Anfrey: the one thing that comes to mind is probably the same challenge all automotive forums face and the same challenge clubcivic has been facing throughout its existence: redundant questions and redundant threads. i don't mean to sound like a scrotum, so please bear with me. while i understand that every person's situation is different and everyone would like tailored advice, some questions have very straightforward answers. just how many "what exhaust should i get?" or "cai vs sri" or "i want a drop, what should i get?" threads have we seen throughout the years? worst of all is that the answers are usually the same as they were a couple years ago. wouldn't it be better if all this could be avoided? i think it'd be a lot easier for people searching for knowledge to have the information they need in an organized fashion rather than having to read a dozen threads with the same title asking the same question in order to get any value for their browsing.
tl;dr - redundant threads
Joe7987: How would you fix them?
Anfrey: we've certainly tried a lot of things throughout the years, haven't we? i think the idea with the sticky faq threads was great, but they need to be kept up with. hell, the last update to the 6th gen faq was twenty months ago! i think if these were filled to the brim with information, it would certainly help. i'm not usually one to point out how others are doing things and suggesting we duplicate it, but the "unabomber's manifesto" faq series over on nasioc is a wealth of information and covers so many bases. as far as gathering knowledge on a forum goes, this is worthy of admiration. we were on the right path with the sticky faqs, we just need to actually use them.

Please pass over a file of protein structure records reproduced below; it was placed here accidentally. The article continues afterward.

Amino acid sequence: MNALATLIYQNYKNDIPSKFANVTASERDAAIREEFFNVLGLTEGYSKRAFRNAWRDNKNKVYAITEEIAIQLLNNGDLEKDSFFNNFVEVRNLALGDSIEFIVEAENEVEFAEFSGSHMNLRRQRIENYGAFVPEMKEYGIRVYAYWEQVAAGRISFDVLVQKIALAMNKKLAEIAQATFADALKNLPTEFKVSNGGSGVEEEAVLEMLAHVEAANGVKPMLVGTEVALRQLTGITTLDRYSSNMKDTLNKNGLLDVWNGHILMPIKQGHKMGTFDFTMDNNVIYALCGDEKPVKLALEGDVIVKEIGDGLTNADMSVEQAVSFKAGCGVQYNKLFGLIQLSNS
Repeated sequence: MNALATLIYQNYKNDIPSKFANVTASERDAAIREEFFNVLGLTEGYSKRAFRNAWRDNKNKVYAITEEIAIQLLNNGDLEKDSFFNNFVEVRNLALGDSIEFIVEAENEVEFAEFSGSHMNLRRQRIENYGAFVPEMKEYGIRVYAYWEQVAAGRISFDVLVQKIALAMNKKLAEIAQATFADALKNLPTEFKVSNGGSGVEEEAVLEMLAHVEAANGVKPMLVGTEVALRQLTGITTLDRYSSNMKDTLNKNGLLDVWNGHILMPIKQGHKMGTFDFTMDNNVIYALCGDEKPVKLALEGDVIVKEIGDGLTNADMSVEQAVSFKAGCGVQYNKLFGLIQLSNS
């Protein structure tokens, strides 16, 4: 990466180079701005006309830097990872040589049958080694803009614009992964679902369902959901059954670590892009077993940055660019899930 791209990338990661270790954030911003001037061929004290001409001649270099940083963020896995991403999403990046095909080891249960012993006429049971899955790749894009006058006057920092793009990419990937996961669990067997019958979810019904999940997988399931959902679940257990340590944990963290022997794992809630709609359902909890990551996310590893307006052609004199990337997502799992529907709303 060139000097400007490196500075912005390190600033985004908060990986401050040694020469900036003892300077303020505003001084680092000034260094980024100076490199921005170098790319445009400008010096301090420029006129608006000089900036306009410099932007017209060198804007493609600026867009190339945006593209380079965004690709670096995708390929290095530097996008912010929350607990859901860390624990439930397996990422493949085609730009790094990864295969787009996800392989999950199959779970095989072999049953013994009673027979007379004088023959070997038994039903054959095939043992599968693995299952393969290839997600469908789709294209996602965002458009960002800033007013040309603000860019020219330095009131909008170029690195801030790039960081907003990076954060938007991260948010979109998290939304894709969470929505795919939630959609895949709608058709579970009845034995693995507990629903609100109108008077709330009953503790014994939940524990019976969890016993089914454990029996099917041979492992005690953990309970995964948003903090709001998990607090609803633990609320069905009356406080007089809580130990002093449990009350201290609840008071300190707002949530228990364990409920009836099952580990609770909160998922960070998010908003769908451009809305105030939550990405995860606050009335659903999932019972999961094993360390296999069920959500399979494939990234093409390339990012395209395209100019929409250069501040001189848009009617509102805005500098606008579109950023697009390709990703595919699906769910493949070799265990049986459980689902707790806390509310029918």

i was actually thinking about this the other night and thought that perhaps a wiki would be a good way to amass this knowledge. it's got a very organized structure and an open platform. it'd be an easy and simple to access method to share and read definitive information. i think this could really cut on the clutter and provide a basic starting spot for people needing to diagnose a problem, compare parts, install parts, etc. i'm not saying replace the forum, but it'd be like having a tome of knowledge to go alongside the discussion.
oh, and let's not forget the basic fix: emphasizing the use of the search feature. imho, it's better to add to an older thread than to create a redundant duplicate. please, search before making a new thread.
td;dr - actually use sticky faqs. a wiki perhaps? oh, and use the search everyone!!
[to be continued in the next post]
[to be continued in the next post]